Mechanical failure on a ride at the Seafood Festival Friday night sent several people to WeemsMemorialHospital, including one young man flown by helicopter to TallahasseeMemorialHospital with apparently a broken leg and possibly more serious injuries.

Apalachicola Police Officer Ginger Creamer said something went wrong with the operation of the Sizzler ride sometime after 8 p.m., and 14 fairgoers were affected, ranging in age from 5 to 20. Most were transported to Weems and some went by private vehicle to Sacred Heart on the Gulf in Port St. Joe.

Weems’ emergency medical service had several units quickly on the scene to handle the injured. Creamer said none of the injuries were life-threatening, and most of those affected was treated and released.

One male had to be transported to Tallahassee by air ambulance for treatment of leg injuries at TallahasseeMemorialHospital, hospital personnel confirmed.

The Sizzler ride was closed down for the remainder of the festival.

Landon Flowers, an eyewitness to the aftermath of the incident, said he was operating the Granny Bugs kiddie ride when he heard the commotion. “It just so happens it was my break,” he said.

Flowers, whose younger brother was at the carnival at the time, ran over to see whether he had been in the incident. Instead he saw Weems emergency medical personnel tending to a young man on the ground.

“I saw the injuries. It was a 14 or 15 year old kid  and his leg had a bone sticking out of the side of it,” said Flowers. “He had two holes in his legs like that.”

Robert Briggs, a spokesman for the festival’s ride vendor, Modern Midways, said his company neither owned nor operated the ride. Rather, the ride is owned by Fun for Everyone Shows, and was subcontracted to Modern Midways for use at the festival.

“We don’t own all the games, don’t own all the rides, don’t own all the food,” said Briggs. “Apalachicola is so far away from everywhere you try to bring in a guy with this equipment.”

Like all of the 20 or so rides at the carnival, the Sizzler was inspected by the Florida Department of Agriculture and Consumer Services’ Bureau of Ride Inspection prior to the start of the carnival Thursday, Nov. 3. As per state law, the bureau is responsible for inspecting rides each time they are moved or set up at a new location.

All amusement rides are also required to be permitted annually by the department, and to undergo nondestructive testing for structural integrity. They must also have an annual inspection by a professional engineer or qualified inspector.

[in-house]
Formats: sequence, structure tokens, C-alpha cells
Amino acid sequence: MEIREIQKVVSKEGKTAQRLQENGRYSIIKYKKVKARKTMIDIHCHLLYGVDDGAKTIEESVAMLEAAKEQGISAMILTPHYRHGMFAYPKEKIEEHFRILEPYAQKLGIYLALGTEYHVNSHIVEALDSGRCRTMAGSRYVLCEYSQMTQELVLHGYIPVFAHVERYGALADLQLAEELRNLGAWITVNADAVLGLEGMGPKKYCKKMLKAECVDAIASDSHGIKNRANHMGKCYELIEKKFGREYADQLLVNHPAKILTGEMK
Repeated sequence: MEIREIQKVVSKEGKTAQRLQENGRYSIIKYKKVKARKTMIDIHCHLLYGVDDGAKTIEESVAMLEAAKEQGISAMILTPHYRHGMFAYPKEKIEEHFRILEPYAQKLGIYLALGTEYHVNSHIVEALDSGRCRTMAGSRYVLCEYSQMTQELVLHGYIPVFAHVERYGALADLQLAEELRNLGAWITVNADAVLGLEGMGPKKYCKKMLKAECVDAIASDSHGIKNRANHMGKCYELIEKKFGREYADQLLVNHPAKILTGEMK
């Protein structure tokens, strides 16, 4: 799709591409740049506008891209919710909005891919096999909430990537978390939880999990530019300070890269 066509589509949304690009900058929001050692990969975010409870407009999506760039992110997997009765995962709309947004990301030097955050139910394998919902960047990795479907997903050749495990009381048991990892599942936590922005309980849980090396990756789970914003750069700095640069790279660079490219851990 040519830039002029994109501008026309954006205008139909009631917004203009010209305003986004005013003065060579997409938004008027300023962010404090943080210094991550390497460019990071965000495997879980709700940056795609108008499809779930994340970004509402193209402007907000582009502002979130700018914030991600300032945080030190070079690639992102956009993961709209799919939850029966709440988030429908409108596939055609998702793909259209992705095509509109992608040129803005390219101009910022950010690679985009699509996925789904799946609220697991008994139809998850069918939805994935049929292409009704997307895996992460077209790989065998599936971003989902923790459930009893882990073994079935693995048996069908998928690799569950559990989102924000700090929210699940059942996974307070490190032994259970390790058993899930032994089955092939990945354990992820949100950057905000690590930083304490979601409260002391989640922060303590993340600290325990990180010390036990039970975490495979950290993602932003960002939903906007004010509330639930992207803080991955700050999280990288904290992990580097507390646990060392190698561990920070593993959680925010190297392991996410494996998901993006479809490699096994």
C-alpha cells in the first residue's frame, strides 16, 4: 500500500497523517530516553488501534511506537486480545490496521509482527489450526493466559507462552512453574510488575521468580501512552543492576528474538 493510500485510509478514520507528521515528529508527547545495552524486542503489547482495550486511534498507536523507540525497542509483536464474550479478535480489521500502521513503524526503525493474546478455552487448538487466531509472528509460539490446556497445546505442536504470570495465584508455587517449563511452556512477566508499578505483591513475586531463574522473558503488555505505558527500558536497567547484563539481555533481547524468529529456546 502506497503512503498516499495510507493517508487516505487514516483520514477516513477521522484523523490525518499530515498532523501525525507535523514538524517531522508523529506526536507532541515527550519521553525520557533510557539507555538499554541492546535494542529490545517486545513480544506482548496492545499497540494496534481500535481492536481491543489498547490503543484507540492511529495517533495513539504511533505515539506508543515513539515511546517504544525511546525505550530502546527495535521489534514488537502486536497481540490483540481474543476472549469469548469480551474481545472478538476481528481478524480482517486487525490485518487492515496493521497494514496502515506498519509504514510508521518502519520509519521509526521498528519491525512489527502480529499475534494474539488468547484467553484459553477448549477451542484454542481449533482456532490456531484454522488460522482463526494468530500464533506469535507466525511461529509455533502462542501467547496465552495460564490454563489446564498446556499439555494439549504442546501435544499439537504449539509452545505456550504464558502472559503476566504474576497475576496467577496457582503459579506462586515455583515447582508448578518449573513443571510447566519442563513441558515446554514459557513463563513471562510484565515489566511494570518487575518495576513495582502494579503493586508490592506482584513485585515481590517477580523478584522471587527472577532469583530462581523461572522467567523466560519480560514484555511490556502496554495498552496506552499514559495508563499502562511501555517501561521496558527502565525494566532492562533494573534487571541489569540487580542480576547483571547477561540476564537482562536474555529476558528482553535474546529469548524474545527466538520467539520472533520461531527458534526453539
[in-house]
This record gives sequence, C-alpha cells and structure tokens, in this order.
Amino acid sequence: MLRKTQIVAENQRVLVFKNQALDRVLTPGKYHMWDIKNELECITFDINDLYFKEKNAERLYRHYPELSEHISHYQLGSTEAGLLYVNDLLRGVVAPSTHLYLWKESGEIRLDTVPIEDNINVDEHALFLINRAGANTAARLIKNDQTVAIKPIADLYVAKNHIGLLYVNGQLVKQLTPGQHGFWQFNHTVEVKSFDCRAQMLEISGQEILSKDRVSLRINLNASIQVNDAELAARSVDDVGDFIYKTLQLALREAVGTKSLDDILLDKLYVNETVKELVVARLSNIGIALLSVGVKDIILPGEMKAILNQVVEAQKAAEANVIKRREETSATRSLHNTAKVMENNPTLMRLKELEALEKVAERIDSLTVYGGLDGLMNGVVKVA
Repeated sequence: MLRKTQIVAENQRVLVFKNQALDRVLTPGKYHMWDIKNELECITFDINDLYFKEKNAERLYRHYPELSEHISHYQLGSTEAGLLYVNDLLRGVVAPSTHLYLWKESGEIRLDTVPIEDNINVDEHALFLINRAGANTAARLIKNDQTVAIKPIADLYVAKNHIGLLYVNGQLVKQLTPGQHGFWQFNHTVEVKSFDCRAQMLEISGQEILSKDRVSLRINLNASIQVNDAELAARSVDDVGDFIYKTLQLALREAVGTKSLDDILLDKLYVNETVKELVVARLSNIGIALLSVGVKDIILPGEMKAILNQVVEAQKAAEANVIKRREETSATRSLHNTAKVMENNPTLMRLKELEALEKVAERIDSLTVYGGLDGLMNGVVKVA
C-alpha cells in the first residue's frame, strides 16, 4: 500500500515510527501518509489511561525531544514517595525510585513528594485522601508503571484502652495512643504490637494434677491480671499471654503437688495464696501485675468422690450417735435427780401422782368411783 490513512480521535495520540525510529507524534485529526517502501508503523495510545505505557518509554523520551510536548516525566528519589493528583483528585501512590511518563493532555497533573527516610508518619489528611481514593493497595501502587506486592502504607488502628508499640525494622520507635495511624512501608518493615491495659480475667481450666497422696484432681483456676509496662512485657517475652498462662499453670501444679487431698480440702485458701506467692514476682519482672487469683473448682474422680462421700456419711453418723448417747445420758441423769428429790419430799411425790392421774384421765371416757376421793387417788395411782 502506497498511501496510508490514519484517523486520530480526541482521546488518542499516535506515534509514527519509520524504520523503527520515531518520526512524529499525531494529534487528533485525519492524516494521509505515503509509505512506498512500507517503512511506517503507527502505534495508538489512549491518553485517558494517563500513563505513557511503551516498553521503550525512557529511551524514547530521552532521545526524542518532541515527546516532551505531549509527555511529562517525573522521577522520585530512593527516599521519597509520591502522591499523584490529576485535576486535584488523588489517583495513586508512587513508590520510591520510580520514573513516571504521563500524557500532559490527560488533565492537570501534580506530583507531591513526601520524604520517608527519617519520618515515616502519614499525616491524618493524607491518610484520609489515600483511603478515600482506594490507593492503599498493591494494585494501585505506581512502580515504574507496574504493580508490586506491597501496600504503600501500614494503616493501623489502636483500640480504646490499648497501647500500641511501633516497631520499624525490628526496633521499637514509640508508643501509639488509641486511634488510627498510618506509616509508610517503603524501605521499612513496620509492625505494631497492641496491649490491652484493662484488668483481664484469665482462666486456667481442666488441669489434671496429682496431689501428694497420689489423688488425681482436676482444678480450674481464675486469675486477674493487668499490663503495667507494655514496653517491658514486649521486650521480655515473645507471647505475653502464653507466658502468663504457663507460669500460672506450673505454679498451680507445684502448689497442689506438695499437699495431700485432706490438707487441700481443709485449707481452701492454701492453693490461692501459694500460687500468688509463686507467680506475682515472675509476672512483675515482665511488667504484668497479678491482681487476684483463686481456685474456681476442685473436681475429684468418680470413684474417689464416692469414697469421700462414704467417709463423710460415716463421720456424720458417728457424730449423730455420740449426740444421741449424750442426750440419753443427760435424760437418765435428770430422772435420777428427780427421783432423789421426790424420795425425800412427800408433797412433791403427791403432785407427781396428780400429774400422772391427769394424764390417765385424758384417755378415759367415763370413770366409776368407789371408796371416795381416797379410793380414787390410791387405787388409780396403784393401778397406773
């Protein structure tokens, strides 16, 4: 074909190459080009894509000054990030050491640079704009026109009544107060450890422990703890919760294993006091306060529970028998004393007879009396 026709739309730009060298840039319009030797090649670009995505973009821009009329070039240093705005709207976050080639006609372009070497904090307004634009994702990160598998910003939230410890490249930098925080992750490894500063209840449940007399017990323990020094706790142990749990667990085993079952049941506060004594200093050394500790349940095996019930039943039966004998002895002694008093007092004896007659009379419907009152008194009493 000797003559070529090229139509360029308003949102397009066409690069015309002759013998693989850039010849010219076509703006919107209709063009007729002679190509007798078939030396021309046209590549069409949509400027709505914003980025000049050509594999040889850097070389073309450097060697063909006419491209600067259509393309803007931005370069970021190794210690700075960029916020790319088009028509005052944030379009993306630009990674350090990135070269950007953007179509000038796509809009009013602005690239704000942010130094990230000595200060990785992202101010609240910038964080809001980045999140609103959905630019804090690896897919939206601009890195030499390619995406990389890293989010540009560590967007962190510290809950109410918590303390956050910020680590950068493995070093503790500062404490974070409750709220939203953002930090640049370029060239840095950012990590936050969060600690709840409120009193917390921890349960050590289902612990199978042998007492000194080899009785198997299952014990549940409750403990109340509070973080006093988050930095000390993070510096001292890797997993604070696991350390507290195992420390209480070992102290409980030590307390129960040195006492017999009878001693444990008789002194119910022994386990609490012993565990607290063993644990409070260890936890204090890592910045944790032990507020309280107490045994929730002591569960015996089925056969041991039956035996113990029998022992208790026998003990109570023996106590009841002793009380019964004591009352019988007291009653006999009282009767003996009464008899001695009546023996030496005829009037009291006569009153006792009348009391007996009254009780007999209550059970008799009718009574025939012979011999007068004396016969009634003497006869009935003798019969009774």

Each of the rides received a clean bill of health from the state Thursday, after Modern Midways remedied any deficiencies noted by the inspector.

In the case of the Sizzler, according to the ride inspection report, two upper sweep pins were identified as not being keyed, and after that issue was fixed, an inspection certificate was issued.

“The state has a very good inspection program,” said Briggs. “If there was something that was foreseen I’m sure they would have caught it.

“They’re machines, anything can happen at any time,” he said. “The last thing we want to see is somebody hurt.”

Briggs, who is with the company based in Steger, Illinois, was not at the carnival.

John Solomon, president of the board of directors of the festival said an inspector was on site first thing Saturday morning, and after re-inspecting all the rides, gave the go-ahead so that the rides would be opened as scheduled at about noon, following the 10 a.m. parade through the middle of Apalachicola

“They were inspected by the state before opening on Thursday with all rides being approved. Safety concerns are our highest priority. Once the state inspects and approves the rides they will be reopened,” wrote the festival on its Facebook page, prior to the reinspection “A safe and family fun environment is our highest priority.”

Solomon said none of the other rides were affected Friday night, and that the rest of the festival had gone smoothly until the 10:30 p.m. closing.

“We’re going to take precautions to make sure it doesn’t happen again,” he said. “We’re very upset that it happened.”

A spokesman for DOACS said the state’s investigation of the incident is ongoing.